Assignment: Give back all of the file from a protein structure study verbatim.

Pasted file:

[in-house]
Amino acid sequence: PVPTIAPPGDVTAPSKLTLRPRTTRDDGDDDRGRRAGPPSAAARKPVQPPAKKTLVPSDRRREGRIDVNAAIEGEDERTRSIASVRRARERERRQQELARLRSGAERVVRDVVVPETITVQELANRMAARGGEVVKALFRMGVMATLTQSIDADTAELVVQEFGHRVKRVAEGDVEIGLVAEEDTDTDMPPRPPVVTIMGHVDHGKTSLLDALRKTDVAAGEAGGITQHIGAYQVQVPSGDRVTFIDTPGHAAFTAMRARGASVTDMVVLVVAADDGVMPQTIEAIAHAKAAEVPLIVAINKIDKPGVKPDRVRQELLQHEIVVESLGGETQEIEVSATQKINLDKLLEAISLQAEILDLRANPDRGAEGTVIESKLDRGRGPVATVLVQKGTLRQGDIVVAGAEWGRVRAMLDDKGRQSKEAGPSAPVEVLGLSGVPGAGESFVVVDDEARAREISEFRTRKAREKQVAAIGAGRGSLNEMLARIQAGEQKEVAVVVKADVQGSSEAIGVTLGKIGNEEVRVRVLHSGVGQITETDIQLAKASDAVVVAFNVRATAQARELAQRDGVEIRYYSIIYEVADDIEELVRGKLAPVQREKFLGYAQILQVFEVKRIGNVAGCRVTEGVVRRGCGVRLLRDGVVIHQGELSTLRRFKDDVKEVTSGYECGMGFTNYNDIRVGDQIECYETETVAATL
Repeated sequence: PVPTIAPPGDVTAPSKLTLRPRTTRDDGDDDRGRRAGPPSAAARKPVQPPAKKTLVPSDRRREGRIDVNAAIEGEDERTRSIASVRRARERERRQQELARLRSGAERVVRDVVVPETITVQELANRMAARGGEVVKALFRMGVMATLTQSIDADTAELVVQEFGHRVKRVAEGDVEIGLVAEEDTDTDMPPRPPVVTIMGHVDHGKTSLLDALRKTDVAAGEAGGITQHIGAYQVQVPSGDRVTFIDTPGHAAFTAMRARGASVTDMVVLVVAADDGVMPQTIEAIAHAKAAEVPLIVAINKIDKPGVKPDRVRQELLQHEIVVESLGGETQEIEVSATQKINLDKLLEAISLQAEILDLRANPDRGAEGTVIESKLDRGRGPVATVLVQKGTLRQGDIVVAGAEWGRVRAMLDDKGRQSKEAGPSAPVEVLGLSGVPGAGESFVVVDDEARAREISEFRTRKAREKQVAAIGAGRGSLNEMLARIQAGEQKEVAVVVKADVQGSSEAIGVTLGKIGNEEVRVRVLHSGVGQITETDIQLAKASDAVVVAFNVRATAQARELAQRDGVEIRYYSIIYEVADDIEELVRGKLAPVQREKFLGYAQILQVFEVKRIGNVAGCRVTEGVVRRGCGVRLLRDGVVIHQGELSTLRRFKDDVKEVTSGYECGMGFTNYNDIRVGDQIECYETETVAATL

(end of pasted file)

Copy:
[in-house]
Amino acid sequence: PVPTIAPPGDVTAPSKLTLRPRTTRDDGDDDRGRRAGPPSAAARKPVQPPAKKTLVPSDRRREGRIDVNAAIEGEDERTRSIASVRRARERERRQQELARLRSGAERVVRDVVVPETITVQELANRMAARGGEVVKALFRMGVMATLTQSIDADTAELVVQEFGHRVKRVAEGDVEIGLVAEEDTDTDMPPRPPVVTIMGHVDHGKTSLLDALRKTDVAAGEAGGITQHIGAYQVQVPSGDRVTFIDTPGHAAFTAMRARGASVTDMVVLVVAADDGVMPQTIEAIAHAKAAEVPLIVAINKIDKPGVKPDRVRQELLQHEIVVESLGGETQEIEVSATQKINLDKLLEAISLQAEILDLRANPDRGAEGTVIESKLDRGRGPVATVLVQKGTLRQGDIVVAGAEWGRVRAMLDDKGRQSKEAGPSAPVEVLGLSGVPGAGESFVVVDDEARAREISEFRTRKAREKQVAAIGAGRGSLNEMLARIQAGEQKEVAVVVKADVQGSSEAIGVTLGKIGNEEVRVRVLHSGVGQITETDIQLAKASDAVVVAFNVRATAQARELAQRDGVEIRYYSIIYEVADDIEELVRGKLAPVQREKFLGYAQILQVFEVKRIGNVAGCRVTEGVVRRGCGVRLLRDGVVIHQGELSTLRRFKDDVKEVTSGYECGMGFTNYNDIRVGDQIECYETETVAATL
Repeated sequence: PVPTIAPPGDVTAPSKLTLRPRTTRDDGDDDRGRRAGPPSAAARKPVQPPAKKTLVPSDRRREGRIDVNAAIEGEDERTRSIASVRRARERERRQQELARLRSGAERVVRDVVVPETITVQELANRMAARGGEVVKALFRMGVMATLTQSIDADTAELVVQEFGHRVKRVAEGDVEIGLVAEEDTDTDMPPRPPVVTIMGHVDHGKTSLLDALRKTDVAAGEAGGITQHIGAYQVQVPSGDRVTFIDTPGHAAFTAMRARGASVTDMVVLVVAADDGVMPQTIEAIAHAKAAEVPLIVAINKIDKPGVKPDRVRQELLQHEIVVESLGGETQEIEVSATQKINLDKLLEAISLQAEILDLRANPDRGAEGTVIESKLDRGRGPVATVLVQKGTLRQGDIVVAGAEWGRVRAMLDDKGRQSKEAGPSAPVEVLGLSGVPGAGESFVVVDDEARAREISEFRTRKAREKQVAAIGAGRGSLNEMLARIQAGEQKEVAVVVKADVQGSSEAIGVTLGKIGNEEVRVRVLHSGVGQITETDIQLAKASDAVVVAFNVRATAQARELAQRDGVEIRYYSIIYEVADDIEELVRGKLAPVQREKFLGYAQILQVFEVKRIGNVAGCRVTEGVVRRGCGVRLLRDGVVIHQGELSTLRRFKDDVKEVTSGYECGMGFTNYNDIRVGDQIECYETETVAATL